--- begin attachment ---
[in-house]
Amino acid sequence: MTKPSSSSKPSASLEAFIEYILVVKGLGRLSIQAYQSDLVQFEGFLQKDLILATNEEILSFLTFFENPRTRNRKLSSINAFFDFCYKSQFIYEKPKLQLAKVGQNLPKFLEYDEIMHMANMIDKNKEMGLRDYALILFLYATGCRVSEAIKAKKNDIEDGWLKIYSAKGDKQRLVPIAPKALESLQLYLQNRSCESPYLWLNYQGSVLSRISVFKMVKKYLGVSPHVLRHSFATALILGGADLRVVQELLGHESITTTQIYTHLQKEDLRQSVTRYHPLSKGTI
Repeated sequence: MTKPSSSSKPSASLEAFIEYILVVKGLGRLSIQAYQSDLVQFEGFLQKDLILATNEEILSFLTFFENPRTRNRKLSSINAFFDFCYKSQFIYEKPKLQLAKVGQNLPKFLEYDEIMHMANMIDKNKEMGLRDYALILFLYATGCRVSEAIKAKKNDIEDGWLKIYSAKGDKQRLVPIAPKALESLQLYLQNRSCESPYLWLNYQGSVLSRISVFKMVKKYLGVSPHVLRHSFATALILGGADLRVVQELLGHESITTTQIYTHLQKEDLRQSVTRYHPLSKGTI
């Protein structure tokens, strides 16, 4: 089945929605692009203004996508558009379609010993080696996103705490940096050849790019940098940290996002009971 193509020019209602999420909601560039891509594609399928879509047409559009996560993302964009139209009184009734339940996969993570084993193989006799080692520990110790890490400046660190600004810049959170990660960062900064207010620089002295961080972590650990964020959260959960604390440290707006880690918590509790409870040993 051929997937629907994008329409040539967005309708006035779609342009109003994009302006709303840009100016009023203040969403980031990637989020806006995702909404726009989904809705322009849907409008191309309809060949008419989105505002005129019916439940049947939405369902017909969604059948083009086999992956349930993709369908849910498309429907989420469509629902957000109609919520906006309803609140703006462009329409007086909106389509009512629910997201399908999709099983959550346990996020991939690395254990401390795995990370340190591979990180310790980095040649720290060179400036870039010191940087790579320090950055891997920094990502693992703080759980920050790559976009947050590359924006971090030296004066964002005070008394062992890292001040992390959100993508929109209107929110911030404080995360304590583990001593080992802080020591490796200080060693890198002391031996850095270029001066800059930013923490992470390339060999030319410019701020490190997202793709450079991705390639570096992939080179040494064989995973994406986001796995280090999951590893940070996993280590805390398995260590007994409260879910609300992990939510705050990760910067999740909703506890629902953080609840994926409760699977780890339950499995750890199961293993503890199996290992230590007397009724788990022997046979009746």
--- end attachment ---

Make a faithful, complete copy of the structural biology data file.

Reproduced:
[in-house]
Amino acid sequence: MTKPSSSSKPSASLEAFIEYILVVKGLGRLSIQAYQSDLVQFEGFLQKDLILATNEEILSFLTFFENPRTRNRKLSSINAFFDFCYKSQFIYEKPKLQLAKVGQNLPKFLEYDEIMHMANMIDKNKEMGLRDYALILFLYATGCRVSEAIKAKKNDIEDGWLKIYSAKGDKQRLVPIAPKALESLQLYLQNRSCESPYLWLNYQGSVLSRISVFKMVKKYLGVSPHVLRHSFATALILGGADLRVVQELLGHESITTTQIYTHLQKEDLRQSVTRYHPLSKGTI
Repeated sequence: MTKPSSSSKPSASLEAFIEYILVVKGLGRLSIQAYQSDLVQFEGFLQKDLILATNEEILSFLTFFENPRTRNRKLSSINAFFDFCYKSQFIYEKPKLQLAKVGQNLPKFLEYDEIMHMANMIDKNKEMGLRDYALILFLYATGCRVSEAIKAKKNDIEDGWLKIYSAKGDKQRLVPIAPKALESLQLYLQNRSCESPYLWLNYQGSVLSRISVFKMVKKYLGVSPHVLRHSFATALILGGADLRVVQELLGHESITTTQIYTHLQKEDLRQSVTRYHPLSKGTI
């Protein structure tokens, strides 16, 4: 089945929605692009203004996508558009379609010993080696996103705490940096050849790019940098940290996002009971 193509020019209602999420909601560039891509594609399928879509047409559009996560993302964009139209009184009734339940996969993570084993193989006799080692520990110790890490400046660190600004810049959170990660960062900064207010620089002295961080972590650990964020959260959960604390440290707006880690918590509790409870040993 051929997937629907994008329409040539967005309708006035779609342009109003994009302006709303840009100016009023203040969403980031990637989020806006995702909404726009989904809705322009849907409008191309309809060949008419989105505002005129019916439940049947939405369902017909969604059948083009086999992956349930993709369908849910498309429907989420469509629902957000109609919520906006309803609140703006462009329409007086909106389509009512629910997201399908999709099983959550346990996020991939690395254990401390795995990370340190591979990180310790980095040649720290060179400036870039010191940087790579320090950055891997920094990502693992703080759980920050790559976009947050590359924006971090030296004066964002005070008394062992890292001040992390959100993508929109209107929110911030404080995360304590583990001593080992802080020591490796200080060693890198002391031996850095270029001066800059930013923490992470390339060999030319410019701020490190997202793709450079991705390639570096992939080179040494064989995973994406986001796995280090999951590893940070996993280590805390398995260590007994409260879910609300992990939510705050990760910067999740909703506890629902953080609840994926409760699977780890339950499995750890199961293993503890199996290992230590007397009724788990022997046979009746």